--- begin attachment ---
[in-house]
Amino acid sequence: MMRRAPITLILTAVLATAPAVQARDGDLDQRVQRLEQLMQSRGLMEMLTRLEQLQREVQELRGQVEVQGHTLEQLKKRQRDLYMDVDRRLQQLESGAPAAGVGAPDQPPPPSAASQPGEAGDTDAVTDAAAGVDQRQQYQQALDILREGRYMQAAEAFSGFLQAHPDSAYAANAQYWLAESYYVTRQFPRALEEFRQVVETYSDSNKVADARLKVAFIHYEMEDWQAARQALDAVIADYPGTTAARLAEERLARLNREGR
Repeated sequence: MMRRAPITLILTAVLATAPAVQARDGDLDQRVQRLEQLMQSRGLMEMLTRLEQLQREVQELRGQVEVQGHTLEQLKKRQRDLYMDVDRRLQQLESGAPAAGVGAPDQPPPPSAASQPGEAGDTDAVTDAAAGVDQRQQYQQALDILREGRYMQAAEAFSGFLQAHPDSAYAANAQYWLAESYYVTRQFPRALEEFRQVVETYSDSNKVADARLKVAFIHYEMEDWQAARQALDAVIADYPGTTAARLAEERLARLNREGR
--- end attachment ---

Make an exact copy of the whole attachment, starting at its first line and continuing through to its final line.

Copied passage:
[in-house]
Amino acid sequence: MMRRAPITLILTAVLATAPAVQARDGDLDQRVQRLEQLMQSRGLMEMLTRLEQLQREVQELRGQVEVQGHTLEQLKKRQRDLYMDVDRRLQQLESGAPAAGVGAPDQPPPPSAASQPGEAGDTDAVTDAAAGVDQRQQYQQALDILREGRYMQAAEAFSGFLQAHPDSAYAANAQYWLAESYYVTRQFPRALEEFRQVVETYSDSNKVADARLKVAFIHYEMEDWQAARQALDAVIADYPGTTAARLAEERLARLNREGR
Repeated sequence: MMRRAPITLILTAVLATAPAVQARDGDLDQRVQRLEQLMQSRGLMEMLTRLEQLQREVQELRGQVEVQGHTLEQLKKRQRDLYMDVDRRLQQLESGAPAAGVGAPDQPPPPSAASQPGEAGDTDAVTDAAAGVDQRQQYQQALDILREGRYMQAAEAFSGFLQAHPDSAYAANAQYWLAESYYVTRQFPRALEEFRQVVETYSDSNKVADARLKVAFIHYEMEDWQAARQALDAVIADYPGTTAARLAEERLARLNREGR